content-type: text/plain; charset=us-ascii

content-transfer-encoding: quoted-printable

This e-mail is just a bunch of plain text,

no formatting


Message headers are automatically generated from the parameters passed, or they carry default values. Note that the Content-Type defaults to text/plain; charset=us-ascii because we are sending a simple character stream following the headers.


Sending HTML-formatted E-mail

SmtpClient also provides another method signature for Send that lets you supply a more tailored MailMessage type. This gives you additional control over the message details. Figure 1 shows an example that sends an HTML-formatted message.


MailMessage msg = new MailMessage();

msg.From = new MailAddress("[email protected]",

"Michele Leroux Bustamante");

msg.To.Add("[email protected]");

msg.Subject = "HTML Formatted Email";

msg.IsBodyHtml = true;

msg.Body = "<b>Coolness!</b> This email is

<i>much</i> more interesting.";

msg.CC.Add("[email protected]");

msg.Bcc.Add("[email protected]");

SmtpClient smtp = new SmtpClient();

smtp.Host = ""


Figure 1: Sending an HTML-formatted message.


You can see from the example in Figure 1 that the MailMessage class exposes a rich object model for building the message. In particular, providing a friendly name for the From address will help you avoid landing in spam folders! Setting IsBodyHtml to true also causes the Content-Type to default to text/html .


Adding Attachments to E-mail

Adding attachments is also easy using the Attachments property of MailMessage (see Figure 2).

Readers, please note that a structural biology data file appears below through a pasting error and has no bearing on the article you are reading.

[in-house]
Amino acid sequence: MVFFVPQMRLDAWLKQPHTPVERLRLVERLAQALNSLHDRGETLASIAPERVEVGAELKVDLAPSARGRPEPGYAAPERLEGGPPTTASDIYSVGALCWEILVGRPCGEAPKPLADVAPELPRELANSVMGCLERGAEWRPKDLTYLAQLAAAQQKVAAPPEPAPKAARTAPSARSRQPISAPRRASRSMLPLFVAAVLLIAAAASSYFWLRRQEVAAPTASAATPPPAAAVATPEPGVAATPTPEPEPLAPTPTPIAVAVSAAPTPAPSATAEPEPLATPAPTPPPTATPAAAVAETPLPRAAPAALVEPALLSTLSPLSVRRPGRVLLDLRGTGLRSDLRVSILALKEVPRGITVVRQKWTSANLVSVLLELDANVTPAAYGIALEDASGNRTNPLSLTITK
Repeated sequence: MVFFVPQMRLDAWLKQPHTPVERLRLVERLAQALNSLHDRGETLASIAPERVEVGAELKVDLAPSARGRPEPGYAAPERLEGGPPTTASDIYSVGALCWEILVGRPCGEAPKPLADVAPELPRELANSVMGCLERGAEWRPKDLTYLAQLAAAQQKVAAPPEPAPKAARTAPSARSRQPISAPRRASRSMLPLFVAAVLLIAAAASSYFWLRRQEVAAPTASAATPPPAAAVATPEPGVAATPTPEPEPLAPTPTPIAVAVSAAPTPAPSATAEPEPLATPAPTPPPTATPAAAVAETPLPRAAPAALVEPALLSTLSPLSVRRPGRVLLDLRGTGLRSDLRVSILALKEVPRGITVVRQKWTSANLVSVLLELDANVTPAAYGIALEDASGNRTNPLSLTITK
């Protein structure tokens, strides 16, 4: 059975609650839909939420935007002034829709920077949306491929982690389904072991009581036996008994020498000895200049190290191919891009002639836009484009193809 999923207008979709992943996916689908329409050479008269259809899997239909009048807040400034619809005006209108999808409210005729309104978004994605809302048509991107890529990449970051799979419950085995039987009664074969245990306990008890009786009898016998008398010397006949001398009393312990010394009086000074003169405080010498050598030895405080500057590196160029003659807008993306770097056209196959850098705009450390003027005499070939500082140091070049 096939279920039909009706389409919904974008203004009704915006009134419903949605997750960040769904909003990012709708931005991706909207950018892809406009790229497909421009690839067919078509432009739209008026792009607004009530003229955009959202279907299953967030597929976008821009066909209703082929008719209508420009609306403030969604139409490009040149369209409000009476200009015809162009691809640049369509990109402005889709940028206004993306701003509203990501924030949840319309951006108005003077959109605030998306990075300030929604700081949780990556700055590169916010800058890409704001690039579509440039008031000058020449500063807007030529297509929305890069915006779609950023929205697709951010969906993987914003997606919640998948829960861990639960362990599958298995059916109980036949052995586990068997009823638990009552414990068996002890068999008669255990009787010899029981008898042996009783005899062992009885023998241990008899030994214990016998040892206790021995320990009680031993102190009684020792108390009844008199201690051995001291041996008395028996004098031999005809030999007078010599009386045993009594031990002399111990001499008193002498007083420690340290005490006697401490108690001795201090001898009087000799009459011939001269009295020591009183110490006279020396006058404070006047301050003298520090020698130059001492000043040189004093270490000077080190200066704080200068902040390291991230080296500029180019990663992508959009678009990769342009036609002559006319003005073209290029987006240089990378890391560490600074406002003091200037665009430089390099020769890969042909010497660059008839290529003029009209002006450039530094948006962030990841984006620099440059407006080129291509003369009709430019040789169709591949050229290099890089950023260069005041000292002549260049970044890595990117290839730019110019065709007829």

MailMessage msg = new MailMessage();

msg.From = new MailAddress("[email protected]", "Michele Leroux Bustamante");

msg.To.Add("[email protected]");

msg.Subject = "HTML with Attachments";

msg.IsBodyHtml = true;

msg.Body = "<b>Coolness!</b> This email is <i>much</i> more interesting.";

Attachment att = new Attachment("",



SmtpClient smtp = new SmtpClient();

smtp.Host = ""


Figure 2: Using the Attachments property of MailMessage.


This was also possible with System.Web.Mail, but finally media type names are much easier to specify (and find!). The new MediaTypeNames type saves you from scouring the Web for a reminder of the valid media types for various attachments.


Supporting Multiple E-mail Clients

This is where things used to get interesting with the deprecated System.Web.Mail object model. Previously, it was not possible to generate HTML e-mail that also supplies a plain text version for text-based mail clients. Before, you had to dig in and generate the MIME-encoded message yourself!


Now, with the SmtpClient type, you can add alternative message views with the code shown in Figure 3.


MailMessage msg = new MailMessage();

set other properties

string s = "This e-mail is just a bunch of plain text, no formatting ";